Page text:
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Alpha blockers in the management of ureteric lithiasis: A meta-analysis

Research output: Contribution to journalReview article

Original languageEnglish
JournalInternational Journal of Clinical Practice
Volume71
Issue number1
Early online date17 Jan 2017
DOIs
Publication statusPublished - Jan 2017

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King's Authors

Abstract

INTRODUCTION: Effective medical expulsion for ureteric stones with α-blockers offers numerous advantages over surgical alternatives. However, its effectiveness remains uncertain and with the publication of new trial data, the available evidence requires reappraisal.

OBJECTIVE: The aim of this study was to assess the efficacy of α-blockers the management of ureteric lithiasis.

METHODS: A systematic review of the literature, with predefined search criteria, was conducted using PubMed and Embase. All randomised trials comparing α-blocker monotherapy to placebo or standard therapy were included. Stone expulsion rate was the primary outcome measure. Secondary outcome measures were time to stone expulsion, analgesic usage and pain scores. Subgroup analyses assessed individual adrenergic antagonists and variations in standard therapy. Sensitivity analysis was based on stone location, stone size, Cochrane Risk of Bias score and study protocol. Summary effects were calculated using a random-effect model and presented as Relative risks (RR) and mean differences (MD) for dichotomous and continuous outcome measures, respectively.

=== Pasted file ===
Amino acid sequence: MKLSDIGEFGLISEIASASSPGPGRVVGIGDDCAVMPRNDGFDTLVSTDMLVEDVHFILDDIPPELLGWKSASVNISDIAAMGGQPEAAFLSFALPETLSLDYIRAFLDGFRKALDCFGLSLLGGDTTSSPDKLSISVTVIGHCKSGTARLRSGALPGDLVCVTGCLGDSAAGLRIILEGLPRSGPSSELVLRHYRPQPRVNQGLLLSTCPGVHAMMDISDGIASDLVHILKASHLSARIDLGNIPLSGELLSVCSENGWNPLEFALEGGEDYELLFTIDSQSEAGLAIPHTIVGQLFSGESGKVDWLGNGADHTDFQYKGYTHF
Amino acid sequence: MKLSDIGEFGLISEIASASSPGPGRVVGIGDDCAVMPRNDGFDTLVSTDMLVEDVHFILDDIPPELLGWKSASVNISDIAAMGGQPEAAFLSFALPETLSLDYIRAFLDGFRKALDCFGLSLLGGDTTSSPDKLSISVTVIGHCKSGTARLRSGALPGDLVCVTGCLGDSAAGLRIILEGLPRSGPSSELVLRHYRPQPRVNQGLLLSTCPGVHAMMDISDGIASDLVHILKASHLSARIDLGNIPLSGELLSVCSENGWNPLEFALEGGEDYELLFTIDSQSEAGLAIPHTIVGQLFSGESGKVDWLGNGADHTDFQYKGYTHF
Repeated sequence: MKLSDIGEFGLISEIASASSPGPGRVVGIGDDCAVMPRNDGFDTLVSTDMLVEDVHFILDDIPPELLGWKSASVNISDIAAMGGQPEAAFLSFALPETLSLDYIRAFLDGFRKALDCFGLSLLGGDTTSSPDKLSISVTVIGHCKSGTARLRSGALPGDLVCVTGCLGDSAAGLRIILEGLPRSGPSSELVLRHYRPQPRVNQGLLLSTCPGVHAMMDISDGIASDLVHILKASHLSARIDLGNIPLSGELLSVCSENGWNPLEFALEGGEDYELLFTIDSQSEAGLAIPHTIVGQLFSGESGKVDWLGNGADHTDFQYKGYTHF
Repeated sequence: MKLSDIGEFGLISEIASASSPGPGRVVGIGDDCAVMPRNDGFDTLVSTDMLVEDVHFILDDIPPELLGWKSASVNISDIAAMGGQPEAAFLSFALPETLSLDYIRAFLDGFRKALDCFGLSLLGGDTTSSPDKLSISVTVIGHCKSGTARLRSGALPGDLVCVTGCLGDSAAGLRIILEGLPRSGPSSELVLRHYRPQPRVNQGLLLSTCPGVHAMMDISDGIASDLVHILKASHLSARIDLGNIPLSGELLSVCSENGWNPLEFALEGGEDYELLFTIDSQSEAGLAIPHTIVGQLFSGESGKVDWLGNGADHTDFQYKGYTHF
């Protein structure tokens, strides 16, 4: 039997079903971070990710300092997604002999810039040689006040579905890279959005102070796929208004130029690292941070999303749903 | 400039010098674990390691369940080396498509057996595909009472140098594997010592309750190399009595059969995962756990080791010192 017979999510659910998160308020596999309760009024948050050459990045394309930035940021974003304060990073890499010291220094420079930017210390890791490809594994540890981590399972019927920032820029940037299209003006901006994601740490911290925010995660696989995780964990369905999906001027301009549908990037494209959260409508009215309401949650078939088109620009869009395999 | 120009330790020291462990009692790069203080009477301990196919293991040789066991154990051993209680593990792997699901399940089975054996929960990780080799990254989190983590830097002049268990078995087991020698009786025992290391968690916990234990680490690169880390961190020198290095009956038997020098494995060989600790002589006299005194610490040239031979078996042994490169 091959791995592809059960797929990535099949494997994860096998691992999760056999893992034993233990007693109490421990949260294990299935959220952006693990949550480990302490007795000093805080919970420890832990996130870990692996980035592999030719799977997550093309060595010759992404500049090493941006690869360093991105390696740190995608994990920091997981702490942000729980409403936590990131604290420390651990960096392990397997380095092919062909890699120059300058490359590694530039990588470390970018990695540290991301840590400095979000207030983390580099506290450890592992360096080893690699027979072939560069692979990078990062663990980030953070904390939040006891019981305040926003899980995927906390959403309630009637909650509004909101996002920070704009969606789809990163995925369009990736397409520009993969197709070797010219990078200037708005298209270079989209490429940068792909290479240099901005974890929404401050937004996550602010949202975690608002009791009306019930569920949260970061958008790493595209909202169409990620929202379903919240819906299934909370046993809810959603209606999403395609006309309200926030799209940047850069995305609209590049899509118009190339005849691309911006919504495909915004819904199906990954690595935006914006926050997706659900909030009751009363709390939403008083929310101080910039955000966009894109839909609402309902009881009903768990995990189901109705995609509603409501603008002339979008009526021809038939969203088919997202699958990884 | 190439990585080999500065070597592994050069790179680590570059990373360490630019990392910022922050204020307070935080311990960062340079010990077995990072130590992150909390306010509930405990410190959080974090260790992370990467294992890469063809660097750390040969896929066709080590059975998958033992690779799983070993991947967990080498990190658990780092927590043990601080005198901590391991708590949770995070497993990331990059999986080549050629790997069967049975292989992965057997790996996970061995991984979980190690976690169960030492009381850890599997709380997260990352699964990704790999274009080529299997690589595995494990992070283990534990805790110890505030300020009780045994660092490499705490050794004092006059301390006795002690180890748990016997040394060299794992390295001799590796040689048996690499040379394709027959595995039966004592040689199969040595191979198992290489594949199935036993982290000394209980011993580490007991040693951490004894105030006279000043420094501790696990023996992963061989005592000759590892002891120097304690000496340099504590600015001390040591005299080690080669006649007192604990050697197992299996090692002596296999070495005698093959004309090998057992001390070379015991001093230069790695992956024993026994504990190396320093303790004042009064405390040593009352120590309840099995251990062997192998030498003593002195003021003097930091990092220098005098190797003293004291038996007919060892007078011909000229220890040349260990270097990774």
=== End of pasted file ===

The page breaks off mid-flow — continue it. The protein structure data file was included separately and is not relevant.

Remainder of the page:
RESULTS: Sixty-seven studies randomising 6654 patients were included in the meta-analysis. Stone expulsion rates improved with α-blockers (RR, 1.49; 95% CI 1.38-1.61). Contrast enhanced funnel showed evidence of publication bias. Stone expulsion time was 3.99 days (CI -4.75 to -3.23) shorter with α-blockers. Similarly, patients required 106.53 mg [CI -148.20 to -64.86] less diclofenac compared with control/placebo, and had 0.80 [CI -1.07 to -0.54] fewer pain episodes. Visual Analogue Scores were also reduced, -2.43 [CI -3.87 to -0.99]. All formulations of α-antagonists all demonstrated beneficial effects over conservative treatment/placebo. Sensitivity analysis demonstrated significant effects of stone location, stone size and study design.

CONCLUSIONS AND RELEVANCE: Despite the opposing results of recently published trial, current evidence continues to demonstrate a potential benefit of α-blocker treatment particularly for distal stones over 5 mm.

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